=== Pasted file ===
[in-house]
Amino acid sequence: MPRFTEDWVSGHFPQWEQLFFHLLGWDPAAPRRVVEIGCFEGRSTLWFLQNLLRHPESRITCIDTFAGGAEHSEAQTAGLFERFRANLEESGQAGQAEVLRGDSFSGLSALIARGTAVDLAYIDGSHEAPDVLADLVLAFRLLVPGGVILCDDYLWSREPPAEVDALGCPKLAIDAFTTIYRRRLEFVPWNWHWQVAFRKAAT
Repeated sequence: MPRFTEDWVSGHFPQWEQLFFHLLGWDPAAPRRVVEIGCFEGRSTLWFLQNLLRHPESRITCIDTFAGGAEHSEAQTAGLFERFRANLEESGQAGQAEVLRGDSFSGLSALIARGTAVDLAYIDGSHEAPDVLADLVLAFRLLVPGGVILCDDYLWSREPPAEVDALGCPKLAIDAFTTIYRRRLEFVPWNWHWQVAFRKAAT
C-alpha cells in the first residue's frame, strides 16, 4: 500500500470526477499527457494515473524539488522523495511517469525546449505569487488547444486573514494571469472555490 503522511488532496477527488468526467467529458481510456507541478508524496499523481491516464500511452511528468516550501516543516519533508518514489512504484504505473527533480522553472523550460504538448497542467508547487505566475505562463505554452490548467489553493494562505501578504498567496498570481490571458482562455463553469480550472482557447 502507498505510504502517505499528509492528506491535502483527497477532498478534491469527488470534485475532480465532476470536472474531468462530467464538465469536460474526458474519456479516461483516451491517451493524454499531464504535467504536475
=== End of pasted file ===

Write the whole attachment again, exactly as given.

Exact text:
[in-house]
Amino acid sequence: MPRFTEDWVSGHFPQWEQLFFHLLGWDPAAPRRVVEIGCFEGRSTLWFLQNLLRHPESRITCIDTFAGGAEHSEAQTAGLFERFRANLEESGQAGQAEVLRGDSFSGLSALIARGTAVDLAYIDGSHEAPDVLADLVLAFRLLVPGGVILCDDYLWSREPPAEVDALGCPKLAIDAFTTIYRRRLEFVPWNWHWQVAFRKAAT
Repeated sequence: MPRFTEDWVSGHFPQWEQLFFHLLGWDPAAPRRVVEIGCFEGRSTLWFLQNLLRHPESRITCIDTFAGGAEHSEAQTAGLFERFRANLEESGQAGQAEVLRGDSFSGLSALIARGTAVDLAYIDGSHEAPDVLADLVLAFRLLVPGGVILCDDYLWSREPPAEVDALGCPKLAIDAFTTIYRRRLEFVPWNWHWQVAFRKAAT
C-alpha cells in the first residue's frame, strides 16, 4: 500500500470526477499527457494515473524539488522523495511517469525546449505569487488547444486573514494571469472555490 503522511488532496477527488468526467467529458481510456507541478508524496499523481491516464500511452511528468516550501516543516519533508518514489512504484504505473527533480522553472523550460504538448497542467508547487505566475505562463505554452490548467489553493494562505501578504498567496498570481490571458482562455463553469480550472482557447 502507498505510504502517505499528509492528506491535502483527497477532498478534491469527488470534485475532480465532476470536472474531468462530467464538465469536460474526458474519456479516461483516451491517451493524454499531464504535467504536475